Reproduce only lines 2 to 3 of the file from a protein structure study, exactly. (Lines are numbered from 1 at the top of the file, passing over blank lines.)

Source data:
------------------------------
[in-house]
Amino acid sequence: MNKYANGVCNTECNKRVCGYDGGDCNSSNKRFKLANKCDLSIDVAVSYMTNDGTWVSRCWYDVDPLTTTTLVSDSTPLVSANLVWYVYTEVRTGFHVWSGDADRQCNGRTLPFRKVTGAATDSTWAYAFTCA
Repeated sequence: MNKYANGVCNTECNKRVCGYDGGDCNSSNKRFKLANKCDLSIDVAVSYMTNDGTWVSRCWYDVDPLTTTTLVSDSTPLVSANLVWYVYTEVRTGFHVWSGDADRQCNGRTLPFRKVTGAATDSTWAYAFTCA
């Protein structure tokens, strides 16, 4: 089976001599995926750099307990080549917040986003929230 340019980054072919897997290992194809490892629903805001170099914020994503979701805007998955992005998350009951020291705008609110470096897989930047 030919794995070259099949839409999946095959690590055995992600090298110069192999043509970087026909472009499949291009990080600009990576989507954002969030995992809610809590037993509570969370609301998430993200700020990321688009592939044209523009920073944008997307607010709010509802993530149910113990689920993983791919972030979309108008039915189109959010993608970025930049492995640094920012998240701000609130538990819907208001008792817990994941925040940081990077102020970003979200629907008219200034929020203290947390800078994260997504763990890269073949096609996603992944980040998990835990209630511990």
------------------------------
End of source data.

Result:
Amino acid sequence: MNKYANGVCNTECNKRVCGYDGGDCNSSNKRFKLANKCDLSIDVAVSYMTNDGTWVSRCWYDVDPLTTTTLVSDSTPLVSANLVWYVYTEVRTGFHVWSGDADRQCNGRTLPFRKVTGAATDSTWAYAFTCA
Repeated sequence: MNKYANGVCNTECNKRVCGYDGGDCNSSNKRFKLANKCDLSIDVAVSYMTNDGTWVSRCWYDVDPLTTTTLVSDSTPLVSANLVWYVYTEVRTGFHVWSGDADRQCNGRTLPFRKVTGAATDSTWAYAFTCA